Fake Views—or Why Concepts are Bad Guides to Art’s Ontology

British Journal of Aesthetics 58 (2):193-207 (2018)
Authors
Michel-Antoine Xhignesse
University of British Columbia
Abstract
It is often thought that the boundaries and properties of art-kinds are determined by the things we say and think about them. More recently, this tendency has manifested itself as concept-descriptivism, the view that the reference of art-kind terms is fixed by the ontological properties explicitly or implicitly ascribed to art and art-kinds by competent users of those terms. Competent users are therefore immune from radical error in their ascriptions; the result is that the ontology of art must begin and end with conceptual analysis. Against this tendency towards concept-driven ontology, I offer a trio of objections derived from: the cultural and temporal variability of concepts of art, the systematic tendency, on the part of would-be ontological assessors, to err on the side of familiar categories or, conversely, to exaggerate minor differences between familiar and unfamiliar practices, and the influence artworld precedents exert over expert and folk concepts alike. These considerations, I argue, mandate an epistemic humility that is simply unavailable to the concept-descriptivist.
Keywords No keywords specified (fix it)
Categories (categorize this paper)
DOI 10.1093/aesthj/ayy009
Options
Edit this record
Mark as duplicate
Export citation
Find it on Scholar
Request removal from index
Revision history

Download options

Our Archive


Upload a copy of this paper     Check publisher's policy     Papers currently archived: 36,003
External links

Setup an account with your affiliations in order to access resources via your University's proxy server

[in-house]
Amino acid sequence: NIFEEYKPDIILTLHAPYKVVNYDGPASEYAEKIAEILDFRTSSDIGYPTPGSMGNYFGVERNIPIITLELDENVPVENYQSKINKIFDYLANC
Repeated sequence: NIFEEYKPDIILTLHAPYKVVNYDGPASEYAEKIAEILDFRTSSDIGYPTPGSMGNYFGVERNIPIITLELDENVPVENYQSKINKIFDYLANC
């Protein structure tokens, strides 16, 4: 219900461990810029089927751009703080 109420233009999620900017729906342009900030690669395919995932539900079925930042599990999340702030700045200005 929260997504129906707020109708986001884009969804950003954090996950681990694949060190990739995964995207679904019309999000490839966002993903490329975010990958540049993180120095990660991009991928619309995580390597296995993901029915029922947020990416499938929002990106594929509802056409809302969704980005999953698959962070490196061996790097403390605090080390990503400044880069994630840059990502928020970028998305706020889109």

Configure custom proxy (use this if your affiliation does not provide a proxy)
Through your library

References found in this work BETA

Ordinary Objects.Amie Thomasson (ed.) - 2007 - Oxford University Press.
Mere Exposure to Bad Art.Aaron Meskin, Mark Phelan, Margaret Moore & Matthew Kieran - 2013 - British Journal of Aesthetics 53 (2):139-164.

View all 31 references / Add more references

Citations of this work BETA

No citations found.

Add more citations

Similar books and articles

Legal Concepts as Inferential Nodes and Ontological Categories.Giovanni Sartor - 2009 - Artificial Intelligence and Law 17 (3):217-251.
Making Ontology Sensitive.Jocelyn Benoist - 2012 - Continental Philosophy Review 45 (3):411-424.
What Does It Mean for Something to Exist?Lajos L. Brons - 2013 - The Science of Mind 51 (1):53-74.
Concepts as Pluralistic Hybrids.Collin Rice - 2016 - Philosophy and Phenomenological Research 92 (3):597-619.
Modal Collapse in Gödel's Ontological Proof.Srećko Kovač - 2012 - In Miroslaw Szatkowski (ed.), Ontological Proofs Today. Ontos Verlag. pp. 50--323.
The No-Category Ontology.O. Bueno, S. A. Shalkowski & J. Busch - 2015 - The Monist 98 (3):233-245.
Some Aspects of the Ontology of Belief.Lawrence Bruce Friedman - 1982 - Dissertation, University of Illinois at Urbana-Champaign
Essentially Contested Concepts and Semantic Externalism.Simon J. Evnine - 2014 - Journal of the Philosophy of History 8 (1):118-140.
Are Concepts Mental Representations or Abstracta?John Sutton - 2004 - Philosophy and Phenomenological Research 68 (1):89-108.
Probe Into the concept of "Generation" in the Lao Tze.Wei Li - 1999 - Philosophy and Culture 26 (11):1062-1071.
Concepts.Eric Margolis & Stephen Laurence - 2011 - Stanford Encyclopedia of Philosophy.

Analytics

Added to PP index
2018-04-14

Total downloads
17 ( #357,033 of 2,294,062 )

Recent downloads (6 months)
8 ( #63,122 of 2,294,062 )

How can I increase my downloads?

Monthly downloads

My notes

Sign in to use this feature